Although it started out as a gimmick to find the best form of martial arts in the world; MMA has established itself above boxing in popularity in the eyes of many sports fans. The reason is simple: MMA promoters reversed the trail set by boxing. At first, MMA events could only be seen on Pay-Per-View, but as the sport grew in popularity MMA promoters found a way of reaching the masses to cement this popularity. All of a sudden, the ordinary Joe who didn’t have a minimum of $60 per event could watch fights on standard cable TV once a week, making MMA the fastest rising sport in the United States- rivaling PPV sales of both boxing and wrestling.
To understand how boxing has fallen in the eyes of sports fans, one must look at the logic employed by professional boxing. The gist of boxing’s marketing was simple. The more anticipation they could build for a single fight, the more money they could bring in. Boxing fans could look forward to watching their favorite fighter in the ring about three times a year. However, as the purses became larger, professional boxers started limiting themselves to maybe two fights a year with larger paydays. This year, Floyd Mayweather has already earned $34 million for his 12th round defeat of Robert Guerrero in February - $32 million of which was guaranteed money. The other $2 million came from what was considered disappointing PPV sales. The plan worked for a while. I remember gathering at friends’ houses and everybody chipping in to watch a fight, but as the amount of fights began to fade so boxing’s following. The problem – fans had little or nothing to talk about between over-hyped fights that left people disappointed.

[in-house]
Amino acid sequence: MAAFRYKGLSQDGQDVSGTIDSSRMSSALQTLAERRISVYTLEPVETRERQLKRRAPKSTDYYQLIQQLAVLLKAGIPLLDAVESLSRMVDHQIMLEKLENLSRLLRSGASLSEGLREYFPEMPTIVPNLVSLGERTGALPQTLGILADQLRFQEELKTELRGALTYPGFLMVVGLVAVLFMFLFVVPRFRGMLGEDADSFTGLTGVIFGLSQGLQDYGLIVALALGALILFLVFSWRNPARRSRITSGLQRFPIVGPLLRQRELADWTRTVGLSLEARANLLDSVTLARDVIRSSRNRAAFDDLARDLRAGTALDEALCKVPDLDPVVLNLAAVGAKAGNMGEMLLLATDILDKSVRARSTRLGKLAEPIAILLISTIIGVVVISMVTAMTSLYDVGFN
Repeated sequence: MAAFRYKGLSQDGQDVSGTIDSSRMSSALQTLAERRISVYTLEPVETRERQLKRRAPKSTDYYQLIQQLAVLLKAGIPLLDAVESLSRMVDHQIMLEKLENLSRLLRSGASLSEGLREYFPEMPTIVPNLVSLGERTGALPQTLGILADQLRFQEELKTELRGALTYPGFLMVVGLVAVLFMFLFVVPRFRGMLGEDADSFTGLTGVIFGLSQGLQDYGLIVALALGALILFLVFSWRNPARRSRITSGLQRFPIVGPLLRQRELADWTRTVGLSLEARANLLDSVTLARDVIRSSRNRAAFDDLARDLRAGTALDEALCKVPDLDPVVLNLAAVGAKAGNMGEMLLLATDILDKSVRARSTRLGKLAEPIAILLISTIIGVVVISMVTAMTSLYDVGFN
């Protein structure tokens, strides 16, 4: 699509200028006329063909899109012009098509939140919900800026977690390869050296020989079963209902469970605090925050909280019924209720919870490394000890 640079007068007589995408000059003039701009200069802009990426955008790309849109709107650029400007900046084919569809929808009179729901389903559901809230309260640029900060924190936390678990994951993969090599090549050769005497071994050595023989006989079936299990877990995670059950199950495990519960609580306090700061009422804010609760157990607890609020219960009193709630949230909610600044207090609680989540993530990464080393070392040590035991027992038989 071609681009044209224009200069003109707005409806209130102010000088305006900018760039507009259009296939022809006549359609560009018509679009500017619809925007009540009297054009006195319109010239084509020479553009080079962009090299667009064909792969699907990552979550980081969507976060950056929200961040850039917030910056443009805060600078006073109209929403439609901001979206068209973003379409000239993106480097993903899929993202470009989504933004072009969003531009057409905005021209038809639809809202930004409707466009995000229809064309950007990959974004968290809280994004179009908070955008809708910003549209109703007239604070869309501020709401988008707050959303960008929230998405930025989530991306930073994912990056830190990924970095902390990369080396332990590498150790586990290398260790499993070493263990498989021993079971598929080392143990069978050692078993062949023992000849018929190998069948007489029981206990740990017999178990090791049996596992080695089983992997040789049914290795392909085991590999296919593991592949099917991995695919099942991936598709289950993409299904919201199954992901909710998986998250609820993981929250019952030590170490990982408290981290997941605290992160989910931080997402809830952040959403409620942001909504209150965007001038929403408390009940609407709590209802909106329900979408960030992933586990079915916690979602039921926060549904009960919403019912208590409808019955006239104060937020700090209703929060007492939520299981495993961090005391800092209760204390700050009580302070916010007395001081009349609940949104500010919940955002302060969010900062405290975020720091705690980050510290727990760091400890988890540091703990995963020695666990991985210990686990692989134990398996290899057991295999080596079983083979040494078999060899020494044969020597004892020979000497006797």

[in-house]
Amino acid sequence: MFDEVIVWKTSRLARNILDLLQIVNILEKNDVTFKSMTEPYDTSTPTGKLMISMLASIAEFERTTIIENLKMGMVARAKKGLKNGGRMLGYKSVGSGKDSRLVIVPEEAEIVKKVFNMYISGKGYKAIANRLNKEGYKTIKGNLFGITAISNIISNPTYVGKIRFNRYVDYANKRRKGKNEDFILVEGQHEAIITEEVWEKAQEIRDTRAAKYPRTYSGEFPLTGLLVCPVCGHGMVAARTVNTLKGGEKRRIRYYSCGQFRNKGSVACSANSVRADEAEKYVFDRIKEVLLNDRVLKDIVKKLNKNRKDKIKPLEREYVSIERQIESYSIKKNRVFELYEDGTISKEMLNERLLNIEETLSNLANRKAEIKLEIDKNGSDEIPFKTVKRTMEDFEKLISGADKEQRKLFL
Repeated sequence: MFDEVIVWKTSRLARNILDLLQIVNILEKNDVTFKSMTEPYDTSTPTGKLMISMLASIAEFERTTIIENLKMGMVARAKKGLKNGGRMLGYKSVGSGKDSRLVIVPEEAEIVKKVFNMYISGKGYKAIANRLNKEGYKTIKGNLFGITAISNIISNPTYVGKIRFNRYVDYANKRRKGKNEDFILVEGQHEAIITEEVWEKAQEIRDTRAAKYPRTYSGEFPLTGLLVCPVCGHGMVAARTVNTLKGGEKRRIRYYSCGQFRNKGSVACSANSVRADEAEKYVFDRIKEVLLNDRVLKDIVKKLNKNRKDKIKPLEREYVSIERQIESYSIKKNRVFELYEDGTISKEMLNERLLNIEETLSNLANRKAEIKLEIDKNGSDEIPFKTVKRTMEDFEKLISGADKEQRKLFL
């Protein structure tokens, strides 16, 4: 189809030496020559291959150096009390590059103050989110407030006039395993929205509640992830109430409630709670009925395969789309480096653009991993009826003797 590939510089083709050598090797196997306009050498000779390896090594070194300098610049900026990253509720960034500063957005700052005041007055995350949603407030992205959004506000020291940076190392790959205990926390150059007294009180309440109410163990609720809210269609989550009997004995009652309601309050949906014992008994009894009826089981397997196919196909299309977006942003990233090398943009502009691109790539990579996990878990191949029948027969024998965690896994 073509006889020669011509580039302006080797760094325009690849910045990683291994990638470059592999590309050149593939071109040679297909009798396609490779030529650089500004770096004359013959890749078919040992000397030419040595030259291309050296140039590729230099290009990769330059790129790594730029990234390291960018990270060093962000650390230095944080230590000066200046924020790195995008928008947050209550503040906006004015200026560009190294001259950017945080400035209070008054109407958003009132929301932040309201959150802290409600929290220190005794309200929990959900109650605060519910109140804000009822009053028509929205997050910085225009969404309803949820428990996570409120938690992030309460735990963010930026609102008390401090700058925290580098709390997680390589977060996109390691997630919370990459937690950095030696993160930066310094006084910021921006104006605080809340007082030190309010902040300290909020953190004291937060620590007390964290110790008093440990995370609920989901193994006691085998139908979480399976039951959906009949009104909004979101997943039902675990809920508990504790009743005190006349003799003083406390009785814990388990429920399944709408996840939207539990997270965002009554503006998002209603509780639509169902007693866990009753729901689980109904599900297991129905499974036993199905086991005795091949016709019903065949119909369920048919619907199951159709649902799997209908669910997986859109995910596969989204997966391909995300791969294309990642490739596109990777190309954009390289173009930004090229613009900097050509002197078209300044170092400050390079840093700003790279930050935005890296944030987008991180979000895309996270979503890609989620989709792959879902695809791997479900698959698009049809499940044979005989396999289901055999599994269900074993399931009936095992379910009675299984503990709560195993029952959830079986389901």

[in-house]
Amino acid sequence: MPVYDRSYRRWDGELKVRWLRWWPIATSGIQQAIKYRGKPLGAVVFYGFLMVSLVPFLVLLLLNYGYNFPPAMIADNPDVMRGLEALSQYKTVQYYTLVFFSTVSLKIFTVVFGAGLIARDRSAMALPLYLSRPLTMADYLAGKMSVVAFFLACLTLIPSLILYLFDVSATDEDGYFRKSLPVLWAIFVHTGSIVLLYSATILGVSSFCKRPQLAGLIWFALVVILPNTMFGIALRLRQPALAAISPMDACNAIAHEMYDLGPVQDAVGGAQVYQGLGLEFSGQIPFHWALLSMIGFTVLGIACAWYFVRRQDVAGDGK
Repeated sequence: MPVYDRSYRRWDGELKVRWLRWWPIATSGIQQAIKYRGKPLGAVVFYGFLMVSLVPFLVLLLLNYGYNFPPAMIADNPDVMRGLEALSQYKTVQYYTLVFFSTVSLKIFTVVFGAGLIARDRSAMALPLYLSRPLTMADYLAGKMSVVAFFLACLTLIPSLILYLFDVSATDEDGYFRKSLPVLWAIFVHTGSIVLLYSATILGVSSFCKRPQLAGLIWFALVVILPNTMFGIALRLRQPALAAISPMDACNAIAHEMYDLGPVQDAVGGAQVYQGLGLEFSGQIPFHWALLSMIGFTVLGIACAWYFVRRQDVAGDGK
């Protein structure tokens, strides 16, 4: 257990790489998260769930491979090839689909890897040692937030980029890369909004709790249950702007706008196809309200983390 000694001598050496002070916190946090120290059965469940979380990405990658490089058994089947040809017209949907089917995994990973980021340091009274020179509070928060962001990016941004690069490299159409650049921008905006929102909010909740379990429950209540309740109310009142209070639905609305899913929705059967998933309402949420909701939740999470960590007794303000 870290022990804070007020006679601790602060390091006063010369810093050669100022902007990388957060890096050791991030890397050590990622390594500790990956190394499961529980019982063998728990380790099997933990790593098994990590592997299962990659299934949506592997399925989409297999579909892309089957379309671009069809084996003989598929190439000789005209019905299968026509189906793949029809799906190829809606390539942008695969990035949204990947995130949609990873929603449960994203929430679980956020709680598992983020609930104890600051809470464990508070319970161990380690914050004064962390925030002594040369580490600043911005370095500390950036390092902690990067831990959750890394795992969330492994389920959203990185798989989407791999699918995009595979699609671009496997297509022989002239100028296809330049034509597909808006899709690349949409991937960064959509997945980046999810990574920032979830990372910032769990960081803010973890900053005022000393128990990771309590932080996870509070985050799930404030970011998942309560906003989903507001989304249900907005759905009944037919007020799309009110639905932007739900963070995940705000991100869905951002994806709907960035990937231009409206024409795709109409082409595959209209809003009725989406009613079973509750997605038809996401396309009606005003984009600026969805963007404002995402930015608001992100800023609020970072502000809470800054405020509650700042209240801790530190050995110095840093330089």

MMA, on the other hand, took advantage of boxing’s long periods of inactivity by holding regular events and televising many of its fights on regular cable TV. In 2011, UFC on Fox garnered 8.8 million viewers on a cable network, which allowed MMA to expand its fan base. Yes, some events are still on pay-per-view, but the lower purses meant MMA associations could lower the cost to view the events. The result, the average fan could follow the career of his/her favorite MMA fighter on a regular basis, while boxing fans has to wait a minimum of 6 months to watch their favorite fighter enter the ring.
Whether boxing with its storied tradition goes down for the count remains to be seen, but for right now, MMA definitely has pugilism on the ropes.